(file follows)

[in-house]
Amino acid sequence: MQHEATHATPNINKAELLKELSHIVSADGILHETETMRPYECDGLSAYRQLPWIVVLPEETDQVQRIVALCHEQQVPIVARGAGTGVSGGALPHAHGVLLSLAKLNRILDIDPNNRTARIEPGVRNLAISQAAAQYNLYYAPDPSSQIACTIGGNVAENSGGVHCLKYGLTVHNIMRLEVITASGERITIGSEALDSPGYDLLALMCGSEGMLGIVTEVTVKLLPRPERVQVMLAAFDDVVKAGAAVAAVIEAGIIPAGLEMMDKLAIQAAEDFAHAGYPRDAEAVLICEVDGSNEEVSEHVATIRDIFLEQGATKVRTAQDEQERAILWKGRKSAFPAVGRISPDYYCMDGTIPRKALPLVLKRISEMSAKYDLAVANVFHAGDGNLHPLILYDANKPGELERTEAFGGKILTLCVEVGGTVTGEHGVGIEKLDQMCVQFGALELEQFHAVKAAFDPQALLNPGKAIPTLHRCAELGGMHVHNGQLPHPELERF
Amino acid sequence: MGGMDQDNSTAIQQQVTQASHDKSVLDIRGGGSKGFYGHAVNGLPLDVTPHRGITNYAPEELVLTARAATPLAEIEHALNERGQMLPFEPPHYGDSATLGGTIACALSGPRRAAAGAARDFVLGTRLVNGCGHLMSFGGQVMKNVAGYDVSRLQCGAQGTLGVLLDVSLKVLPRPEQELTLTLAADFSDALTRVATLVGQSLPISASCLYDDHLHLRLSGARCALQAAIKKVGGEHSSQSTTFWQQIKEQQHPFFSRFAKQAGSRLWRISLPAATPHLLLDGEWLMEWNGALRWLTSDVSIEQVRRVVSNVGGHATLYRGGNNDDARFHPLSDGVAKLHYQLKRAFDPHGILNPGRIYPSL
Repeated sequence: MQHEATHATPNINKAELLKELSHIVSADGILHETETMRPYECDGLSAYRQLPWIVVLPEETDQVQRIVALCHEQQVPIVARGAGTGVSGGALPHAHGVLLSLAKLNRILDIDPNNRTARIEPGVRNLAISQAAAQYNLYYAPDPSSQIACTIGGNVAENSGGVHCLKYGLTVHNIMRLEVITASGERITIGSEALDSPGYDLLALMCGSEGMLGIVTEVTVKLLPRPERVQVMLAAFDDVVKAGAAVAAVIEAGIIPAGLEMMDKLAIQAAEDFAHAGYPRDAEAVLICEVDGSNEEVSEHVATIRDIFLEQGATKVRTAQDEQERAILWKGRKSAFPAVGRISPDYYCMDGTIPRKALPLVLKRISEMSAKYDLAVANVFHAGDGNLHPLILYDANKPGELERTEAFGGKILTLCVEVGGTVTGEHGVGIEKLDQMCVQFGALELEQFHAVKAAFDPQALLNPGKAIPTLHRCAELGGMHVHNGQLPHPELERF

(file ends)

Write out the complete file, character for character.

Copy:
[in-house]
Amino acid sequence: MQHEATHATPNINKAELLKELSHIVSADGILHETETMRPYECDGLSAYRQLPWIVVLPEETDQVQRIVALCHEQQVPIVARGAGTGVSGGALPHAHGVLLSLAKLNRILDIDPNNRTARIEPGVRNLAISQAAAQYNLYYAPDPSSQIACTIGGNVAENSGGVHCLKYGLTVHNIMRLEVITASGERITIGSEALDSPGYDLLALMCGSEGMLGIVTEVTVKLLPRPERVQVMLAAFDDVVKAGAAVAAVIEAGIIPAGLEMMDKLAIQAAEDFAHAGYPRDAEAVLICEVDGSNEEVSEHVATIRDIFLEQGATKVRTAQDEQERAILWKGRKSAFPAVGRISPDYYCMDGTIPRKALPLVLKRISEMSAKYDLAVANVFHAGDGNLHPLILYDANKPGELERTEAFGGKILTLCVEVGGTVTGEHGVGIEKLDQMCVQFGALELEQFHAVKAAFDPQALLNPGKAIPTLHRCAELGGMHVHNGQLPHPELERF
Amino acid sequence: MGGMDQDNSTAIQQQVTQASHDKSVLDIRGGGSKGFYGHAVNGLPLDVTPHRGITNYAPEELVLTARAATPLAEIEHALNERGQMLPFEPPHYGDSATLGGTIACALSGPRRAAAGAARDFVLGTRLVNGCGHLMSFGGQVMKNVAGYDVSRLQCGAQGTLGVLLDVSLKVLPRPEQELTLTLAADFSDALTRVATLVGQSLPISASCLYDDHLHLRLSGARCALQAAIKKVGGEHSSQSTTFWQQIKEQQHPFFSRFAKQAGSRLWRISLPAATPHLLLDGEWLMEWNGALRWLTSDVSIEQVRRVVSNVGGHATLYRGGNNDDARFHPLSDGVAKLHYQLKRAFDPHGILNPGRIYPSL
Repeated sequence: MQHEATHATPNINKAELLKELSHIVSADGILHETETMRPYECDGLSAYRQLPWIVVLPEETDQVQRIVALCHEQQVPIVARGAGTGVSGGALPHAHGVLLSLAKLNRILDIDPNNRTARIEPGVRNLAISQAAAQYNLYYAPDPSSQIACTIGGNVAENSGGVHCLKYGLTVHNIMRLEVITASGERITIGSEALDSPGYDLLALMCGSEGMLGIVTEVTVKLLPRPERVQVMLAAFDDVVKAGAAVAAVIEAGIIPAGLEMMDKLAIQAAEDFAHAGYPRDAEAVLICEVDGSNEEVSEHVATIRDIFLEQGATKVRTAQDEQERAILWKGRKSAFPAVGRISPDYYCMDGTIPRKALPLVLKRISEMSAKYDLAVANVFHAGDGNLHPLILYDANKPGELERTEAFGGKILTLCVEVGGTVTGEHGVGIEKLDQMCVQFGALELEQFHAVKAAFDPQALLNPGKAIPTLHRCAELGGMHVHNGQLPHPELERF